Podcast 169: Herbalism & Climate Change: The Plants!

Climate change affects everyone, and that includes the plants. Medicinal herbs and food plants growing across the world are changing, moving – and sometimes, struggling or dying – as a result of the changing climate. As herbalists, and as stewards of medicinal plants, we need to recognize these shifts and respond in ways that will help protect & sustain our herbal allies as much as possible.

Three steps any herbalist can take in this effort include:

  1. Observe & recognize the changes in the local wild plant populations, and stop wild harvesting early when you see signs of stress.
  2. Cultivate & steward the plants you depend on, so that you can harvest without impacting the wild populations.
  3. Work with the new plants – often designated as “invasive” – who are coming in with the changing climate. Many of these are potent medicinals, and they’re so abundant that it’s safe to harvest them freely without worrying about damaging the population.

Changing our habits – of harvesting behavior, and even of perception – is difficult. But it’s incumbent on us as humans to interact with our environments in a responsible way. Every member of an ecosystem plays a role in it, and this is ours!

Mentioned in this episode:

Herbs discussed include: self-heal, st john’s wort, mugwort, calendula, solomon’s seal, fleabane, evening primrose.

If you have a moment, it would help us a lot if you could subscribe, rate, & review our podcast wherever you listen. This helps others find us more easily. Thank you!!

Our theme music is “Wings” by Nicolai Heidlas.

This episode was sponsored by Mountain Rose Herbs. We thank them for their support!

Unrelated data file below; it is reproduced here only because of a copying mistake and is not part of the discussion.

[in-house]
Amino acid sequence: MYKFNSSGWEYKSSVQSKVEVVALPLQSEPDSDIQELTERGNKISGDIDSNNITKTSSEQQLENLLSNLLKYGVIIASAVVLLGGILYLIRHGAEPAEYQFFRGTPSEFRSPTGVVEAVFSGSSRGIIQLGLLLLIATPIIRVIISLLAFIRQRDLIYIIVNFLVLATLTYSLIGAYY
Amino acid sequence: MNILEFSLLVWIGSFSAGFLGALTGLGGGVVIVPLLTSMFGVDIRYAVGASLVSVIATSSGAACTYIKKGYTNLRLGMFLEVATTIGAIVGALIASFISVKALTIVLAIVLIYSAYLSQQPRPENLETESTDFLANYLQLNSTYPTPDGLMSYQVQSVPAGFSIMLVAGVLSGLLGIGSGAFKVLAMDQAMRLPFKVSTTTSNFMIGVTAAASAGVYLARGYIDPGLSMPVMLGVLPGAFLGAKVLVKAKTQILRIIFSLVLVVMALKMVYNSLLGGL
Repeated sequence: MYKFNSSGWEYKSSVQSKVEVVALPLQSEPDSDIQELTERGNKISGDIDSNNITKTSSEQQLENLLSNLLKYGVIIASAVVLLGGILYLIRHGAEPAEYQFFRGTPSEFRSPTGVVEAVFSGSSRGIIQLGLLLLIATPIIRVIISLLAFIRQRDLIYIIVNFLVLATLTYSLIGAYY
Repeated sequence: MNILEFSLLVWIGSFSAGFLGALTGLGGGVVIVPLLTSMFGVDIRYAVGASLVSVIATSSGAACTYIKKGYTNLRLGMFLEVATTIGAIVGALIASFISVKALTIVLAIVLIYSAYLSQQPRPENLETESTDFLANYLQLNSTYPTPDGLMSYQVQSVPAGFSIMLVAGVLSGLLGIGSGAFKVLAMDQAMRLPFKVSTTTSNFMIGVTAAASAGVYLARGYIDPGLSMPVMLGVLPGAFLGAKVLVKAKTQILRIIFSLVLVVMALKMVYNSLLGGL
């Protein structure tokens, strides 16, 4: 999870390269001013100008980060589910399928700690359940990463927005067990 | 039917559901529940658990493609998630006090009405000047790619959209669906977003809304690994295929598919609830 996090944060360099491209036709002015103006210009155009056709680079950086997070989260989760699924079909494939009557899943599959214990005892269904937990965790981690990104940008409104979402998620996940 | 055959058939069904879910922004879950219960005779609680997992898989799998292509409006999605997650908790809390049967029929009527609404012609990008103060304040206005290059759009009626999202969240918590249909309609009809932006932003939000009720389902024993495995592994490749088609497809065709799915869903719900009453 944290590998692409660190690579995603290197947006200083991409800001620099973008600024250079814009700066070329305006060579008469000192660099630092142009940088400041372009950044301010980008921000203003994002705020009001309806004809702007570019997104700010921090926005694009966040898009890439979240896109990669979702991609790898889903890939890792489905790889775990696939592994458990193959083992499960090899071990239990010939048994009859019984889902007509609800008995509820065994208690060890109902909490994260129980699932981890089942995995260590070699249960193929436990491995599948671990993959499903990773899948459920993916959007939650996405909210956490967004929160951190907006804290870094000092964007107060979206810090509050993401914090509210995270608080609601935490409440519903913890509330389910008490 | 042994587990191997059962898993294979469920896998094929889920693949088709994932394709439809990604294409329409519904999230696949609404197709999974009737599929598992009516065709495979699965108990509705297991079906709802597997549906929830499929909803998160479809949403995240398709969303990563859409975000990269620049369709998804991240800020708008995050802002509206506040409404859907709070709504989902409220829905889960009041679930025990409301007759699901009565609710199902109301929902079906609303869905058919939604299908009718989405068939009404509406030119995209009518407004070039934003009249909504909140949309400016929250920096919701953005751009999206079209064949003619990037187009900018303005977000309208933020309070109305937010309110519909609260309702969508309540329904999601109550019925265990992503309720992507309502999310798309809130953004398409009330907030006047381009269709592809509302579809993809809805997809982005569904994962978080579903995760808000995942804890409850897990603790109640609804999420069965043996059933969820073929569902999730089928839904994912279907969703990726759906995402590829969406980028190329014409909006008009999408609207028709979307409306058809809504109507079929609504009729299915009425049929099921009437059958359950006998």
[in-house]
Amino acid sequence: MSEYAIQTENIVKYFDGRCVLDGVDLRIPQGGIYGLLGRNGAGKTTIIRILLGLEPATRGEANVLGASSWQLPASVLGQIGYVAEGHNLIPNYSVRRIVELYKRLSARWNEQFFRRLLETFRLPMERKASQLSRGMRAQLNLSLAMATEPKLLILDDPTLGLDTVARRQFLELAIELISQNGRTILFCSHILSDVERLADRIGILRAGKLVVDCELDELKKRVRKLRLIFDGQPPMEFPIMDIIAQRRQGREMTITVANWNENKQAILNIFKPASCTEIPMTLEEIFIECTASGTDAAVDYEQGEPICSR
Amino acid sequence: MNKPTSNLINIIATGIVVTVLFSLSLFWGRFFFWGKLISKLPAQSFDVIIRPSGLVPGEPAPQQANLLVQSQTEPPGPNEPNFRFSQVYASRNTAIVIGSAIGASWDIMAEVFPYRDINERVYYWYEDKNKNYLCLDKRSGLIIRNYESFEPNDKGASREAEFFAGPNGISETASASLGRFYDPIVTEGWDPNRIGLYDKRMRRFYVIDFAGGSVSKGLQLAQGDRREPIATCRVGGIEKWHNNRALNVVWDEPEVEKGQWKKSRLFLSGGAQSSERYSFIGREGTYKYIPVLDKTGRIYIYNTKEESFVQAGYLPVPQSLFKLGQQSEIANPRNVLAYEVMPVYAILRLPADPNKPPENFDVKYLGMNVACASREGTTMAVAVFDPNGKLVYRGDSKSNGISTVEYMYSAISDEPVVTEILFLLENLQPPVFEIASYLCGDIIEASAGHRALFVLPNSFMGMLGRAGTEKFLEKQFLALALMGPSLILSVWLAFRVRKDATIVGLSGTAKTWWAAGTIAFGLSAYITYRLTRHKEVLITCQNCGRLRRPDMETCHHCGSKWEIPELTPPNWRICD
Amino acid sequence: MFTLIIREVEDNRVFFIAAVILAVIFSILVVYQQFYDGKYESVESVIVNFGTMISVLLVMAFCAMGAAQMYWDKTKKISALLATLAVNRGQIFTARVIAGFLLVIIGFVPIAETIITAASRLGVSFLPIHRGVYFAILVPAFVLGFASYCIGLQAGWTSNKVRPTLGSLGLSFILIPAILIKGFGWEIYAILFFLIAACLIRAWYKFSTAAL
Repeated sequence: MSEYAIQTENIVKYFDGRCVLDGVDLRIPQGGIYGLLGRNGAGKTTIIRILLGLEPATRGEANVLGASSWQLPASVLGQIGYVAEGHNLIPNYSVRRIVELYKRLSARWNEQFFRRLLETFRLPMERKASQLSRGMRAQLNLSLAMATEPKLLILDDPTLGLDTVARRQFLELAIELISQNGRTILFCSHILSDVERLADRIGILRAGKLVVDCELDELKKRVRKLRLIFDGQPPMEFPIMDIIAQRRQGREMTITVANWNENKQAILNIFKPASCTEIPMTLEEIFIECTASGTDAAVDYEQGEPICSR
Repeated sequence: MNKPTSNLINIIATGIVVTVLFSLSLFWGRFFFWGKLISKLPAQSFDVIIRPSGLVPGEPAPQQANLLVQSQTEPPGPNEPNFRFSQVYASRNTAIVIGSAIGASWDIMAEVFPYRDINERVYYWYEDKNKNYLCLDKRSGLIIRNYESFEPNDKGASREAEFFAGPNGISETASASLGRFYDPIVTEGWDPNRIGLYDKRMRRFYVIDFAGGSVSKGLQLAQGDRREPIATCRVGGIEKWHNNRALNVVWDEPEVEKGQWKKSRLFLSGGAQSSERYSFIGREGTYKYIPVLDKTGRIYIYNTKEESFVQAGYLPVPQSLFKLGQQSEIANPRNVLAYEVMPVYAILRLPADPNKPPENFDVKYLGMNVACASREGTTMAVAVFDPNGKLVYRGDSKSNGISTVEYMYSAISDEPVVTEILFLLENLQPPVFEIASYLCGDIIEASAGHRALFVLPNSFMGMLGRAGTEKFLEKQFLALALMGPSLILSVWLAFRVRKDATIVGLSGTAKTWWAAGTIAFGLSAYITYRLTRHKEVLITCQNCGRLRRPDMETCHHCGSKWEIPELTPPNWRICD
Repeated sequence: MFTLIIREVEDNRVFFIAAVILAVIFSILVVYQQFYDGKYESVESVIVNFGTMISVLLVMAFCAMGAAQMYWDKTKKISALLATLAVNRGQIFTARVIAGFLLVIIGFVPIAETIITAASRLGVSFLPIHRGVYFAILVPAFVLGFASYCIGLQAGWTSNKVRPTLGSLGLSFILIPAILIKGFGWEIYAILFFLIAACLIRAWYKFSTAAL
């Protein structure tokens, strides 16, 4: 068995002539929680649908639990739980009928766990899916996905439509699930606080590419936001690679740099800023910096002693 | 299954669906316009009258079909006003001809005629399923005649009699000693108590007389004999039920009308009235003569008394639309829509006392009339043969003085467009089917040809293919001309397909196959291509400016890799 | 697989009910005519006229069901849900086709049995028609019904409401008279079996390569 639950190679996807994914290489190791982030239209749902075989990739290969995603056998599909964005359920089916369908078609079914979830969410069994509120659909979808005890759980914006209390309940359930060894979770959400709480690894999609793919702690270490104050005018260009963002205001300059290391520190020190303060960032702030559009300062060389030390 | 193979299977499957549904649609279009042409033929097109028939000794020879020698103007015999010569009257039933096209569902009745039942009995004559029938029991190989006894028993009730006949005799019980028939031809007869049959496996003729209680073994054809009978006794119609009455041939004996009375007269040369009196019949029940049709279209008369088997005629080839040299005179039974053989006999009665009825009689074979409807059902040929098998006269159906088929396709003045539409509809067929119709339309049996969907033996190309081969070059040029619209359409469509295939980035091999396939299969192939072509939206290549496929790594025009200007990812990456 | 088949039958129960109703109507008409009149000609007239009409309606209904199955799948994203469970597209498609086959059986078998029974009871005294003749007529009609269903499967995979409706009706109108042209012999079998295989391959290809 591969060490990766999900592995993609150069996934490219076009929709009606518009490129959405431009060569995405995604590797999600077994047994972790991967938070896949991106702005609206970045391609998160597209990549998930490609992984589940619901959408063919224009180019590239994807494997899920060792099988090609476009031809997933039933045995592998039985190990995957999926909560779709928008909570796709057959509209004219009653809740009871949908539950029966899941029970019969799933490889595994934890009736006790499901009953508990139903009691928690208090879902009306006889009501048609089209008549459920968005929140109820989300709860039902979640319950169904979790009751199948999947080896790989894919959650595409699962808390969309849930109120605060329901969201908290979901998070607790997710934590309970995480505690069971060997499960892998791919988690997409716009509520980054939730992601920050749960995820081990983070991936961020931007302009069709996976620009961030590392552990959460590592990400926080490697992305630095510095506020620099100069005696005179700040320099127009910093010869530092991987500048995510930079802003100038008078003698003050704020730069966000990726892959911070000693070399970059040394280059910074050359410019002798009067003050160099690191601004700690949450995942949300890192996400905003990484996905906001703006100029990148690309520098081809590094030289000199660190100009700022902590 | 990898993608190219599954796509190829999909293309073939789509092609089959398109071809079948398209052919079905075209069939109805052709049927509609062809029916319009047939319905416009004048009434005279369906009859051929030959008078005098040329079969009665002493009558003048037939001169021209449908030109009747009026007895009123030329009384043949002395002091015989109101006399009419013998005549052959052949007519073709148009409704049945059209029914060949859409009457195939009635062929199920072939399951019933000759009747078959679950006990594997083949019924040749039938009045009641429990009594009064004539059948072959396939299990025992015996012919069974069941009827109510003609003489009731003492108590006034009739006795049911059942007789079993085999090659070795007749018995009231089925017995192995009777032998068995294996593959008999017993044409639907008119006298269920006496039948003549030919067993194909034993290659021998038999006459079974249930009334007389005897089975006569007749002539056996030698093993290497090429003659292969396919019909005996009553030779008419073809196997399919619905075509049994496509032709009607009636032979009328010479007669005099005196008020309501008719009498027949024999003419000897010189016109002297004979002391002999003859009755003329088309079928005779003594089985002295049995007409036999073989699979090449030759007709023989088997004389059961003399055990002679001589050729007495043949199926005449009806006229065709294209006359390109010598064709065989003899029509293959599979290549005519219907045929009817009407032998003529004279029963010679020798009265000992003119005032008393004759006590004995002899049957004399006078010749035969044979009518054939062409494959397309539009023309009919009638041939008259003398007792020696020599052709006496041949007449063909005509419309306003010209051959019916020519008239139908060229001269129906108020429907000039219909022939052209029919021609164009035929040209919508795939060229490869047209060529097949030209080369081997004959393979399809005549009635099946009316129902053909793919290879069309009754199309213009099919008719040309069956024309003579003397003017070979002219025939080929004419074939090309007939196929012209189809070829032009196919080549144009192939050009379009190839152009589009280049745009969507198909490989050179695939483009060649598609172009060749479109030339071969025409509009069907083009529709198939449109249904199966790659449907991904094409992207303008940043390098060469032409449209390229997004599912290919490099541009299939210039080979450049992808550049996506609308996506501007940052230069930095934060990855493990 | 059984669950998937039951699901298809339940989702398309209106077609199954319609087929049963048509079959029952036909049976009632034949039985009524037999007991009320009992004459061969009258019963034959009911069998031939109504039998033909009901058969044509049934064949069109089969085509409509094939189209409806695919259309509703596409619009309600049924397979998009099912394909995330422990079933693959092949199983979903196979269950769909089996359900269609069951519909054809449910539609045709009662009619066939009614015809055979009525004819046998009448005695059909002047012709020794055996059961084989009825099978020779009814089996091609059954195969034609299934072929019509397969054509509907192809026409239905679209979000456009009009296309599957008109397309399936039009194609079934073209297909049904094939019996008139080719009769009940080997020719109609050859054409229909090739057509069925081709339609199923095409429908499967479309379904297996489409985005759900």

~

Episode Transcript

Katja (00:14):
Hi, I’m Katja.

Ryn (00:15):
And I’m Ryn.

Katja (00:16):
And we’re here at Commonwealth Holistic Herbalism in Boston, Massachusetts.

Ryn (00:19):
And on the internet everywhere, thanks to the power of the podcast. Yeah. So, this week we’re continuing our series on herbalism and climate change. And I’m really excited about this one, because this is going to be a bit different from the last few, you know, where we were talking about flooding and wildfires and smoke and heat, and really focusing on humans and our suffering.

Katja (00:44):
Yes, yes, yes. That’s the right way to say it. Humans and our suffering. And sort of how can we relieve our discomfort and also the injury that happens from those. But today we’re going to talk from the other perspective. We’re going to talk about the plants. Because as the climate changes, the plants change. And the plants that we used to depend on and we’re able to find regularly around us in our region may not continue to be as abundant as the climate shifts. And new plants may come in. So, we have some approaches here, in terms of how we work with plants, as we get through these times.

Ryn (01:29):
Yeah. And some things to think about or keep in mind are well, okay. So, one of them is going to be that we want to recognize the changes in our local wild plant populations. And we want to stop wild harvesting them early when you see signs of stress. Yeah. So we’ll discuss that. Number two…

Katja (01:46):
Yeah, we want to learn to cultivate the plants that we depend on so that we can harvest them without impacting the wild populations. Just because it’s a wild plant doesn’t mean that it… like it might not be able to be gardened exactly, but it can definitely be stewarded. So we’ll talk about ways to do that.

Ryn (02:05):
Yeah. And then number three, we can learn to work with new plants. New to your area, right, not new on the planet. But these are plants that are often designated as invasives, plants that are coming in along with the changing of the climate. A lot of these are really potent plants, potent medicines. And they’re so abundant that it’s safe to harvest them freely without worrying about damaging that population. So, those are going to be the three kind of windows that we take onto this topic. But before we get started, we just want to share our reclaimer.

Katja (02:37):
We are not doctors. We are herbalists and holistic health educators.

Ryn (02:41):